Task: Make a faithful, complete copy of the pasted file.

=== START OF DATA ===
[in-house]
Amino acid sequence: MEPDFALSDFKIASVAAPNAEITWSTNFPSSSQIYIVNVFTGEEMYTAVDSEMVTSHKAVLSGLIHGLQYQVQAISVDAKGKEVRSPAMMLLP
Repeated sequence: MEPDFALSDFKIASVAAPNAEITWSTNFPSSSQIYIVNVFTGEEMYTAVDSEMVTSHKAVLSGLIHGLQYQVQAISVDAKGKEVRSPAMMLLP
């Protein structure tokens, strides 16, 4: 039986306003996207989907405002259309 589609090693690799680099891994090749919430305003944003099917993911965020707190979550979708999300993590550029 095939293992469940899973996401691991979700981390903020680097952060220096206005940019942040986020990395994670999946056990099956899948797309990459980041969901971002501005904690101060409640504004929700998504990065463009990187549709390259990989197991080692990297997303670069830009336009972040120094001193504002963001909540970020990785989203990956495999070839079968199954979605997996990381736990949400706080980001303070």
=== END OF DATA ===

[in-house]
Amino acid sequence: MEPDFALSDFKIASVAAPNAEITWSTNFPSSSQIYIVNVFTGEEMYTAVDSEMVTSHKAVLSGLIHGLQYQVQAISVDAKGKEVRSPAMMLLP
Repeated sequence: MEPDFALSDFKIASVAAPNAEITWSTNFPSSSQIYIVNVFTGEEMYTAVDSEMVTSHKAVLSGLIHGLQYQVQAISVDAKGKEVRSPAMMLLP
């Protein structure tokens, strides 16, 4: 039986306003996207989907405002259309 589609090693690799680099891994090749919430305003944003099917993911965020707190979550979708999300993590550029 095939293992469940899973996401691991979700981390903020680097952060220096206005940019942040986020990395994670999946056990099956899948797309990459980041969901971002501005904690101060409640504004929700998504990065463009990187549709390259990989197991080692990297997303670069830009336009972040120094001193504002963001909540970020990785989203990956495999070839079968199954979605997996990381736990949400706080980001303070």